Here to Stay?
Identity, citizenship and belonging
among settled Eastern European migrant
children and young people in the UK
Research Team

The research team includes researchers from the University of Strathclyde, University of Glasgow and Plymouth University.

Pic_DanielaSime Daniela Sime is the project manager. She is a Reader in Education and Social Policy in the School of Social Work & Social Policy, University of Strathclyde. Previously, she has worked as a researcher on a range of projects involving children, young people and families, funded by the Economic and Social Research Council, British Academy, Save the Children, the Scottish Government. Her research interests include migrant children, marginalised groups (children in poverty, Roma and Gypsy Travellers), children as service users and the involvement of parents in children’s education. Daniela is an elected member of the Young Academy of the Royal Society of Edinburgh and an advisor to many voluntary sector organisations working with ethnic minority children and young people. Prior to working in Scotland, Daniela was a primary school teacher in her native country, Romania.
 Tyrrell_Naomi-pic Naomi Tyrrell is co-investigator in the project and a Senior Research Fellow in Human Geography at Plymouth University. Her teaching and research interests are in the broad field of population geography, with a focus on family migration processes and children’s geographies. She takes a children-inclusive approach to research and uses innovative and participatory methods to elicit children’s views. Naomi’s recently completed projects have focused on researcher mobility and family life in Europe (funded by the EU Commission), the impacts of child migration on later-life migration (funded by British Academy and Leverhulme Trust), and language and intergenerational relationships in migrant families (funded by Plymouth University), and the Migrant Children Project 2006-2009 based at University College Cork, Ireland (funded by the European Commission).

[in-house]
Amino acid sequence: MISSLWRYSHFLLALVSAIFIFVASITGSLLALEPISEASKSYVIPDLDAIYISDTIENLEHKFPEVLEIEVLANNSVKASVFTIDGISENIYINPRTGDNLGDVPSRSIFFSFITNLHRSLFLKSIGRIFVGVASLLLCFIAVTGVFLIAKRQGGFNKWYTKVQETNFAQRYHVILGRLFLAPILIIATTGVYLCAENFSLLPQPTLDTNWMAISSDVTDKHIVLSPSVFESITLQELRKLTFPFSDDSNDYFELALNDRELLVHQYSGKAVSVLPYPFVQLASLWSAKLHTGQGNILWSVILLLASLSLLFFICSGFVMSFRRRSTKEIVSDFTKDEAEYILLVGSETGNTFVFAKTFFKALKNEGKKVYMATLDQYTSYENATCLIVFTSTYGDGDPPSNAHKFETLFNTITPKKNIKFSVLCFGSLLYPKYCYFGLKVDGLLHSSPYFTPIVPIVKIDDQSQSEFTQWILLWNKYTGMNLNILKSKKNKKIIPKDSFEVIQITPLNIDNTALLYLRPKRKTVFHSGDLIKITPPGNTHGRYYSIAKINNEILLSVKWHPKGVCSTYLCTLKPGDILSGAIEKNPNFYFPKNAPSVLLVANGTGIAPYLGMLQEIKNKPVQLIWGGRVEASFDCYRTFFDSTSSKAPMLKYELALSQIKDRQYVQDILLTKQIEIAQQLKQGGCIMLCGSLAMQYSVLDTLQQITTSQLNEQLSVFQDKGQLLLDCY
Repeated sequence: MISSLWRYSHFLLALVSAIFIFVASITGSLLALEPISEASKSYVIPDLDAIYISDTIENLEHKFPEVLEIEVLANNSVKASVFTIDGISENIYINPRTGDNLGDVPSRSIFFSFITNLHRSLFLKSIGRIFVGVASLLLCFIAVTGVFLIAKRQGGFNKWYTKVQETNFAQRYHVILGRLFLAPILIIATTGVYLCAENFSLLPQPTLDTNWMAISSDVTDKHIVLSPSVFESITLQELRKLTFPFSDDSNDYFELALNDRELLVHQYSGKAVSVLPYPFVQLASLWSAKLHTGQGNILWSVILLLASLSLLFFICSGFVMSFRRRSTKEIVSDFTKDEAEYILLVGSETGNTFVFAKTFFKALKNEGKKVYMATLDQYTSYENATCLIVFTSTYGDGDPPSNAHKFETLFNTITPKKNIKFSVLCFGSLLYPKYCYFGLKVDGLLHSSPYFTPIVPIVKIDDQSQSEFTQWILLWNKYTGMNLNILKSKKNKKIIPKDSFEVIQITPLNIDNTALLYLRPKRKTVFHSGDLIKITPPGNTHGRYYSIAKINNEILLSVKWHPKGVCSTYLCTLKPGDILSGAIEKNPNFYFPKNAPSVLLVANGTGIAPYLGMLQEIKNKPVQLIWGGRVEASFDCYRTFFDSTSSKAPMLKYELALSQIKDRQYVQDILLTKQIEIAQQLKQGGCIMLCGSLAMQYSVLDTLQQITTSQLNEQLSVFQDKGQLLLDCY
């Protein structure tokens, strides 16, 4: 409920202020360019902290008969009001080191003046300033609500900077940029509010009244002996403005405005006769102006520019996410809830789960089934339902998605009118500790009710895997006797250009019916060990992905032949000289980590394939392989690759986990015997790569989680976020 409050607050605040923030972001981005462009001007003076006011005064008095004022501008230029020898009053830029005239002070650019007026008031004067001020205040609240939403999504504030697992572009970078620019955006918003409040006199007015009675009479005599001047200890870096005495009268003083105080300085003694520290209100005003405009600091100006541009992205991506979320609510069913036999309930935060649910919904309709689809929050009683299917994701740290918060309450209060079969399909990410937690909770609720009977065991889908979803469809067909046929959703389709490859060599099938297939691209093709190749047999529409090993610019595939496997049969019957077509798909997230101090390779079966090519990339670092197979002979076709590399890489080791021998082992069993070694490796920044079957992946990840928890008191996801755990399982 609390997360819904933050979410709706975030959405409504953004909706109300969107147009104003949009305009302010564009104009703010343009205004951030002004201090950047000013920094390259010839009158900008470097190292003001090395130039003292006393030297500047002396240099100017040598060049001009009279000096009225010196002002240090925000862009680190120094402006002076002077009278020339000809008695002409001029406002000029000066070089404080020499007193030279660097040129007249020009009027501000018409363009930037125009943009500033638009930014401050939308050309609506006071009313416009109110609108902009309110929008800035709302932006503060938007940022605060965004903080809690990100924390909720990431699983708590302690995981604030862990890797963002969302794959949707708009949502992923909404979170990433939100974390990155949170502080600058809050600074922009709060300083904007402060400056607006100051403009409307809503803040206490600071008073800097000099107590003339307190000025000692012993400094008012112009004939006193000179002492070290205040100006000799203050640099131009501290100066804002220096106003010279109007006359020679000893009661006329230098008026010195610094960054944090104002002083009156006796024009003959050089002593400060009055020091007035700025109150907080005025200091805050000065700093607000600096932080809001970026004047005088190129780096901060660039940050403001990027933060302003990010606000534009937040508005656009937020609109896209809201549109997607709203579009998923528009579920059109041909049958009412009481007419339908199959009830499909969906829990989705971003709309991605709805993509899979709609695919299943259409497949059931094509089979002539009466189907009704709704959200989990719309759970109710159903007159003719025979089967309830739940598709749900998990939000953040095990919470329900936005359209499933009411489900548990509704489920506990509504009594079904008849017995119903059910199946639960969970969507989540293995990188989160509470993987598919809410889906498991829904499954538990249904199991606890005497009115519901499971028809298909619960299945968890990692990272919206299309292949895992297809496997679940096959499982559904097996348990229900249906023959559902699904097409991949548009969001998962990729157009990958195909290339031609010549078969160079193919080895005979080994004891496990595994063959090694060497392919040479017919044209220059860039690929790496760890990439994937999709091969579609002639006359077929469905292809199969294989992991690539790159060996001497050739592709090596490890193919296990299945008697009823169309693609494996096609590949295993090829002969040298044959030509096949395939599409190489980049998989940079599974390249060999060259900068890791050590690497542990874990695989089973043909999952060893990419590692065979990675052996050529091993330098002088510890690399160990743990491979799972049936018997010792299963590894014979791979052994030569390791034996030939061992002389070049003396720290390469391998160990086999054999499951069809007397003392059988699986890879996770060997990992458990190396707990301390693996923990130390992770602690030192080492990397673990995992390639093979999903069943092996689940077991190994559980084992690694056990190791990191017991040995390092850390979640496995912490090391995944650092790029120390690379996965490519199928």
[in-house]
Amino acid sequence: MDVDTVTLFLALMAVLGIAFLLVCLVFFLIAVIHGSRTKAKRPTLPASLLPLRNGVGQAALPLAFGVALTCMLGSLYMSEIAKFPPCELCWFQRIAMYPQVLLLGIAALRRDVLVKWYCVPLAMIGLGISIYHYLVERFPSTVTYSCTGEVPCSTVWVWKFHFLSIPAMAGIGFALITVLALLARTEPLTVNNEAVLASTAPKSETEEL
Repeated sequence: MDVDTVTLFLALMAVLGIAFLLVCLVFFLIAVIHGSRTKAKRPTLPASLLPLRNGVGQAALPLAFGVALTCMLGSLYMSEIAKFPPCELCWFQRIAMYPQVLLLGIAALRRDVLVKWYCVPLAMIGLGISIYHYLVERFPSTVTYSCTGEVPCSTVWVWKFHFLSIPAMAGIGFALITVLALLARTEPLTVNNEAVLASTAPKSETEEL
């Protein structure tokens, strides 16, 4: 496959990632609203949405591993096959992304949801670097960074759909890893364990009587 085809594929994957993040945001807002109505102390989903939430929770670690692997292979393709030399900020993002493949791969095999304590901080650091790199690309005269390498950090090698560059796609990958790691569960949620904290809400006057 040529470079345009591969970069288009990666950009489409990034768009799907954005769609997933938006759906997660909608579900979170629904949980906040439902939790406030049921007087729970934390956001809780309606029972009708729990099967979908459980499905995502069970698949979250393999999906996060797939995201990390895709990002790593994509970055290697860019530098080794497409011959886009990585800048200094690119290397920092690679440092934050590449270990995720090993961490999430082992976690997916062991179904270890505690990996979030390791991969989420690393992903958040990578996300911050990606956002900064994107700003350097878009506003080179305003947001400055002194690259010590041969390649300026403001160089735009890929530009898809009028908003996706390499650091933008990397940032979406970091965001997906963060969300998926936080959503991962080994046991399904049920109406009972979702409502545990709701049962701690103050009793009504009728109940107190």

Marta Moskal is co-investigator in this project and an Assistant Professor at Durham University. Her background is in social and public policy, human geography and sociology. Previously, she was Lord Kelvin Adam Smith Research Fellow at the University of Glasgow,  Marie Curie Research Fellow at the Centre of Educational Sociology at the University of Edinburgh and a Lecturer in Social and Political Geography at the Jagiellonina University in Krakow. Her research focuses on the processes of international mobility and education from the perspective of culture, identity change and social inclusion. Much of her work has explored Polish labour mobility and the experiences of migrant families and young people.
Pic_ClaireKelly Claire Kelly is a Research Fellow on this project, as well as a number of other human geography projects in the School of Geography, Earth and Environmental Sciences at Plymouth University. Her research interests span social capital, community resilience, people’s relationship to place, and participatory research methods. She has worked with both young and old alike on many projects and one of her favourite things is hearing people tell their stories. Outside the university, Claire has extensive experience of engagement with communities through various development projects, and on a personal level as a long-term volunteer in a project in her home community.
 christina1  Christina McMellon is a Research Fellow on the project, based at Strathclyde University. Christina has a professional background in Community Education and working with young people with diverse life experiences. She returned to University in 2009 and completed her MSc. and PhD in Childhood Studies at the Centre for Research on Families and Relationships, based at Edinburgh University. Christina is particularly interested in participatory research with young people and service users, research ethics, young people’s participation, community engagement and subjective well-being. Christina loves to travel and much of her work includes cross-cultural aspects.